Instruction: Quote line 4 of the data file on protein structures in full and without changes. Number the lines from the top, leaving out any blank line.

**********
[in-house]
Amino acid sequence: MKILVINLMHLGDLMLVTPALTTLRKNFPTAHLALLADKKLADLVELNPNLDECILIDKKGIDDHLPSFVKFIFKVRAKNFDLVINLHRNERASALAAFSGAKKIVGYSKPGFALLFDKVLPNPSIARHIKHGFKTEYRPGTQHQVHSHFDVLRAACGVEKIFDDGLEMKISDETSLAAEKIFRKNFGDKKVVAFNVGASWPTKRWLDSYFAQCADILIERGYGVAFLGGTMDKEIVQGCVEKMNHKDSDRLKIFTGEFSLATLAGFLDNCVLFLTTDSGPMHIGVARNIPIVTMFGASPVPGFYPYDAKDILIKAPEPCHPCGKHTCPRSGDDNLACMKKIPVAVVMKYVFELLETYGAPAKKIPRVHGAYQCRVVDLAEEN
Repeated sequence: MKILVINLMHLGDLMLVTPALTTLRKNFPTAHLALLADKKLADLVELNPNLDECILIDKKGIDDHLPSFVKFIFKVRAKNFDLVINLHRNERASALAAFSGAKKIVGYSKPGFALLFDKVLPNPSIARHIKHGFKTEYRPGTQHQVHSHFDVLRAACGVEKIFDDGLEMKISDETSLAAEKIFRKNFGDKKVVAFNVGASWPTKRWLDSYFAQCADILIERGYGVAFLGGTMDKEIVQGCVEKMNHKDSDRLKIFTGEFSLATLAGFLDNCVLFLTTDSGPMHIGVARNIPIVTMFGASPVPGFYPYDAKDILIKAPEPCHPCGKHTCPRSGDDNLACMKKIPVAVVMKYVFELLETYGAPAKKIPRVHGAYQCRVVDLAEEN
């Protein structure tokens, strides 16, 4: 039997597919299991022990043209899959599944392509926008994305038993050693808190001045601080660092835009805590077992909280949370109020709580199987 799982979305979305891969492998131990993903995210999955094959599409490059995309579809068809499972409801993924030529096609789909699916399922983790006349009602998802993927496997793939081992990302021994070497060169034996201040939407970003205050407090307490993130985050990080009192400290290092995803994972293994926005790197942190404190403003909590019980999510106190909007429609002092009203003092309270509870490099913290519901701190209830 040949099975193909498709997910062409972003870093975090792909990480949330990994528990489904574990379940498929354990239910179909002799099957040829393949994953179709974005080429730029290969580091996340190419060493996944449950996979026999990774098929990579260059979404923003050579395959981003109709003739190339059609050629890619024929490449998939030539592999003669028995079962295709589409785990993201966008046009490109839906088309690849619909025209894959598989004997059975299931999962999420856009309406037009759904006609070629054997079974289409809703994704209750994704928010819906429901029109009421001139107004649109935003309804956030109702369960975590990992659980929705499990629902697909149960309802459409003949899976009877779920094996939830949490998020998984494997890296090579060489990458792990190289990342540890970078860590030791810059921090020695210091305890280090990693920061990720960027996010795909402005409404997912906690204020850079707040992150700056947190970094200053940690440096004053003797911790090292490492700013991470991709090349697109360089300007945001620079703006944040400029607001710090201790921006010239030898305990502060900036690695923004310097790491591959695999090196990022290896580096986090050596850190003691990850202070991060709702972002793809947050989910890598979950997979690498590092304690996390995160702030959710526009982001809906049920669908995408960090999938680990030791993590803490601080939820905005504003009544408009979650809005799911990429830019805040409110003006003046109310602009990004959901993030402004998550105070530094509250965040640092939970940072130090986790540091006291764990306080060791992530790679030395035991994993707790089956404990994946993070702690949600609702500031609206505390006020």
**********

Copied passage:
């Protein structure tokens, strides 16, 4: 039997597919299991022990043209899959599944392509926008994305038993050693808190001045601080660092835009805590077992909280949370109020709580199987 799982979305979305891969492998131990993903995210999955094959599409490059995309579809068809499972409801993924030529096609789909699916399922983790006349009602998802993927496997793939081992990302021994070497060169034996201040939407970003205050407090307490993130985050990080009192400290290092995803994972293994926005790197942190404190403003909590019980999510106190909007429609002092009203003092309270509870490099913290519901701190209830 040949099975193909498709997910062409972003870093975090792909990480949330990994528990489904574990379940498929354990239910179909002799099957040829393949994953179709974005080429730029290969580091996340190419060493996944449950996979026999990774098929990579260059979404923003050579395959981003109709003739190339059609050629890619024929490449998939030539592999003669028995079962295709589409785990993201966008046009490109839906088309690849619909025209894959598989004997059975299931999962999420856009309406037009759904006609070629054997079974289409809703994704209750994704928010819906429901029109009421001139107004649109935003309804956030109702369960975590990992659980929705499990629902697909149960309802459409003949899976009877779920094996939830949490998020998984494997890296090579060489990458792990190289990342540890970078860590030791810059921090020695210091305890280090990693920061990720960027996010795909402005409404997912906690204020850079707040992150700056947190970094200053940690440096004053003797911790090292490492700013991470991709090349697109360089300007945001620079703006944040400029607001710090201790921006010239030898305990502060900036690695923004310097790491591959695999090196990022290896580096986090050596850190003691990850202070991060709702972002793809947050989910890598979950997979690498590092304690996390995160702030959710526009982001809906049920669908995408960090999938680990030791993590803490601080939820905005504003009544408009979650809005799911990429830019805040409110003006003046109310602009990004959901993030402004998550105070530094509250965040640092939970940072130090986790540091006291764990306080060791992530790679030395035991994993707790089956404990994946993070702690949600609702500031609206505390006020």